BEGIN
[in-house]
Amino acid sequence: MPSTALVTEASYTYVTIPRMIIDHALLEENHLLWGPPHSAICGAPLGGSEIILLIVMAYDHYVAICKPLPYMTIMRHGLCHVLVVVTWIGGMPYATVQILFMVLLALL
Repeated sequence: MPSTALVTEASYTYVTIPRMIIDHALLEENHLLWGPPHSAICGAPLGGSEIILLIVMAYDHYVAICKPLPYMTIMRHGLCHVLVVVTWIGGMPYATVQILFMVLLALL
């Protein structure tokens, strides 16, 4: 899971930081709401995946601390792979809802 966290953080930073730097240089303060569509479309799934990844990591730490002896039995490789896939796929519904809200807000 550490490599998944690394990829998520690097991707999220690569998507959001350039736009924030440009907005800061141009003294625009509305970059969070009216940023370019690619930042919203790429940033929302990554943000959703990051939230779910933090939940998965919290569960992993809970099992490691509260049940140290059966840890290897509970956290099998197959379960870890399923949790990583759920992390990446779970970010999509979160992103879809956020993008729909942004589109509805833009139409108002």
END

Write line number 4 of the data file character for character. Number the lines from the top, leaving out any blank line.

């Protein structure tokens, strides 16, 4: 899971930081709401995946601390792979809802 966290953080930073730097240089303060569509479309799934990844990591730490002896039995490789896939796929519904809200807000 550490490599998944690394990829998520690097991707999220690569998507959001350039736009924030440009907005800061141009003294625009509305970059969070009216940023370019690619930042919203790429940033929302990554943000959703990051939230779910933090939940998965919290569960992993809970099992490691509260049940140290059966840890290897509970956290099998197959379960870890399923949790990583759920992390990446779970970010999509979160992103879809956020993008729909942004589109509805833009139409108002």